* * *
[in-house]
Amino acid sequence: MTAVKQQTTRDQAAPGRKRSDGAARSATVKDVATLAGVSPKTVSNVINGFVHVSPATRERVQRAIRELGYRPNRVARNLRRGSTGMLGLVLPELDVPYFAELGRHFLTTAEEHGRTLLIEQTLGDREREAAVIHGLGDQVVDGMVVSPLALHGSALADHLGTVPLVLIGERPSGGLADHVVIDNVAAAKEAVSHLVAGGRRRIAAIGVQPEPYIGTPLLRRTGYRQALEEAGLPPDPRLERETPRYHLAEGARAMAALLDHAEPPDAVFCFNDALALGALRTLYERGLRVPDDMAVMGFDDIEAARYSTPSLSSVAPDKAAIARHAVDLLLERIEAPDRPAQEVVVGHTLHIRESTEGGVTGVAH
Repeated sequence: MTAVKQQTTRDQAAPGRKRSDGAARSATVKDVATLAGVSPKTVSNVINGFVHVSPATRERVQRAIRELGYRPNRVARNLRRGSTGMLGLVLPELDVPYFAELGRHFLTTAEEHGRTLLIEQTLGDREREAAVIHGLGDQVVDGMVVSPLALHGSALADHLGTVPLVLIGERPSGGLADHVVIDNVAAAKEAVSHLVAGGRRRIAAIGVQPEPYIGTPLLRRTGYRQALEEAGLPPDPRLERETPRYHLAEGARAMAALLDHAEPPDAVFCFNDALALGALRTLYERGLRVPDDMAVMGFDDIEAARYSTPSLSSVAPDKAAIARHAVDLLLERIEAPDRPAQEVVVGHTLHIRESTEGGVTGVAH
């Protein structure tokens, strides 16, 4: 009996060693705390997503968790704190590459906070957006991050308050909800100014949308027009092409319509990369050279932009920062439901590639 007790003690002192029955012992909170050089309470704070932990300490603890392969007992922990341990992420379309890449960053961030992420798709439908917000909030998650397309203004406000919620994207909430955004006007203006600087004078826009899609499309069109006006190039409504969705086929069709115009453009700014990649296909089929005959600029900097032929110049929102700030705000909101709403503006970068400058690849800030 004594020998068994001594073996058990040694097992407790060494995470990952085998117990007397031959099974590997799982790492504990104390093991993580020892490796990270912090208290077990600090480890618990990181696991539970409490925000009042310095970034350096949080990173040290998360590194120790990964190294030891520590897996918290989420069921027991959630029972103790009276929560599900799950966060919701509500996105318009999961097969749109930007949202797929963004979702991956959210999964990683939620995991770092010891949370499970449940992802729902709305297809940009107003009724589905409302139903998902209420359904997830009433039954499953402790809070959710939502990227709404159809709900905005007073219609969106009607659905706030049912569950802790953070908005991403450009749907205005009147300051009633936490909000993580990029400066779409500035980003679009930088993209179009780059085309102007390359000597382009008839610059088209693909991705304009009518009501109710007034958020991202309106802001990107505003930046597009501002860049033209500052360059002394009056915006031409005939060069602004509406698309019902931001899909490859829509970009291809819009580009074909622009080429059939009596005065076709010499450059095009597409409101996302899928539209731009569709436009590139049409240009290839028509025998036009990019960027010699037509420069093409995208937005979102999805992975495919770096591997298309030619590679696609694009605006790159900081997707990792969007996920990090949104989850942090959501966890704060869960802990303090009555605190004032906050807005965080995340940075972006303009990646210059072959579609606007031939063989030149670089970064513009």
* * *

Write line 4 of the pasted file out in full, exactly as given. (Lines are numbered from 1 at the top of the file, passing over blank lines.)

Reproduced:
């Protein structure tokens, strides 16, 4: 009996060693705390997503968790704190590459906070957006991050308050909800100014949308027009092409319509990369050279932009920062439901590639 007790003690002192029955012992909170050089309470704070932990300490603890392969007992922990341990992420379309890449960053961030992420798709439908917000909030998650397309203004406000919620994207909430955004006007203006600087004078826009899609499309069109006006190039409504969705086929069709115009453009700014990649296909089929005959600029900097032929110049929102700030705000909101709403503006970068400058690849800030 004594020998068994001594073996058990040694097992407790060494995470990952085998117990007397031959099974590997799982790492504990104390093991993580020892490796990270912090208290077990600090480890618990990181696991539970409490925000009042310095970034350096949080990173040290998360590194120790990964190294030891520590897996918290989420069921027991959630029972103790009276929560599900799950966060919701509500996105318009999961097969749109930007949202797929963004979702991956959210999964990683939620995991770092010891949370499970449940992802729902709305297809940009107003009724589905409302139903998902209420359904997830009433039954499953402790809070959710939502990227709404159809709900905005007073219609969106009607659905706030049912569950802790953070908005991403450009749907205005009147300051009633936490909000993580990029400066779409500035980003679009930088993209179009780059085309102007390359000597382009008839610059088209693909991705304009009518009501109710007034958020991202309106802001990107505003930046597009501002860049033209500052360059002394009056915006031409005939060069602004509406698309019902931001899909490859829509970009291809819009580009074909622009080429059939009596005065076709010499450059095009597409409101996302899928539209731009569709436009590139049409240009290839028509025998036009990019960027010699037509420069093409995208937005979102999805992975495919770096591997298309030619590679696609694009605006790159900081997707990792969007996920990090949104989850942090959501966890704060869960802990303090009555605190004032906050807005965080995340940075972006303009990646210059072959579609606007031939063989030149670089970064513009």